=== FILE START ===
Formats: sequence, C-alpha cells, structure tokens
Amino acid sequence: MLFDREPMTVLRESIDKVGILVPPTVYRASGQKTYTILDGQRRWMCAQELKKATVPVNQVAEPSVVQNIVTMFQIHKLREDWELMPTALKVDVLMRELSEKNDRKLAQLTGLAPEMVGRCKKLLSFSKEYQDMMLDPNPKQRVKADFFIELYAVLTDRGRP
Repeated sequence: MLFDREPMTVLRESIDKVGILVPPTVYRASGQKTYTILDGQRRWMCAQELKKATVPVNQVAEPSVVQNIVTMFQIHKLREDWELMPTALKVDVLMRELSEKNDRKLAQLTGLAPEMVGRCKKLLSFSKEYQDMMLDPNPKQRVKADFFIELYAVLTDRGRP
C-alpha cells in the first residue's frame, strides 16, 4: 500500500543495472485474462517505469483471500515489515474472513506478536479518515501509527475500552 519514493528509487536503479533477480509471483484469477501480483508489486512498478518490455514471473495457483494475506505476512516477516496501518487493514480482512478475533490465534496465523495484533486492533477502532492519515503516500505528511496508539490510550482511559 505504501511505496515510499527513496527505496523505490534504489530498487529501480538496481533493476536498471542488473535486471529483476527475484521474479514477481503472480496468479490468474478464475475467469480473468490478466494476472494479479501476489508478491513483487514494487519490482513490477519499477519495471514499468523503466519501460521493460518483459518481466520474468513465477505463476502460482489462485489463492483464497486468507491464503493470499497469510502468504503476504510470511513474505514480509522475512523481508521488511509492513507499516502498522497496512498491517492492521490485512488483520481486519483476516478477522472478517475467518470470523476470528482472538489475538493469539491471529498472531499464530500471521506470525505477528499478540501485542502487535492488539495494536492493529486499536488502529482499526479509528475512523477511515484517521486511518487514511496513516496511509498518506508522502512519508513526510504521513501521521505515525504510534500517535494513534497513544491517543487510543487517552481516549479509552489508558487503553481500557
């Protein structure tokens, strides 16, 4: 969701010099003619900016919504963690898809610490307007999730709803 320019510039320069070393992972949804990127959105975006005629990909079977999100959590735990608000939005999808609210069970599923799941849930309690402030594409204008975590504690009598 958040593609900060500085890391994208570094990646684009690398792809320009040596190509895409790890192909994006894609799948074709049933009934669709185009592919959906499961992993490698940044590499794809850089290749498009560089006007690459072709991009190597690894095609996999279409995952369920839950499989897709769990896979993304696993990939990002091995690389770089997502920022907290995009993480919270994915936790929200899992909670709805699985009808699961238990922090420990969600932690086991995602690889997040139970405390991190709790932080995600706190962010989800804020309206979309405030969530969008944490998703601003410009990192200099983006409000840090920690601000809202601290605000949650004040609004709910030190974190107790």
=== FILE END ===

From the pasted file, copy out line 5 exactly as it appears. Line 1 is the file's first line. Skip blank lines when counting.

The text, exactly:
């Protein structure tokens, strides 16, 4: 969701010099003619900016919504963690898809610490307007999730709803 320019510039320069070393992972949804990127959105975006005629990909079977999100959590735990608000939005999808609210069970599923799941849930309690402030594409204008975590504690009598 958040593609900060500085890391994208570094990646684009690398792809320009040596190509895409790890192909994006894609799948074709049933009934669709185009592919959906499961992993490698940044590499794809850089290749498009560089006007690459072709991009190597690894095609996999279409995952369920839950499989897709769990896979993304696993990939990002091995690389770089997502920022907290995009993480919270994915936790929200899992909670709805699985009808699961238990922090420990969600932690086991995602690889997040139970405390991190709790932080995600706190962010989800804020309206979309405030969530969008944490998703601003410009990192200099983006409000840090920690601000809202601290605000949650004040609004709910030190974190107790």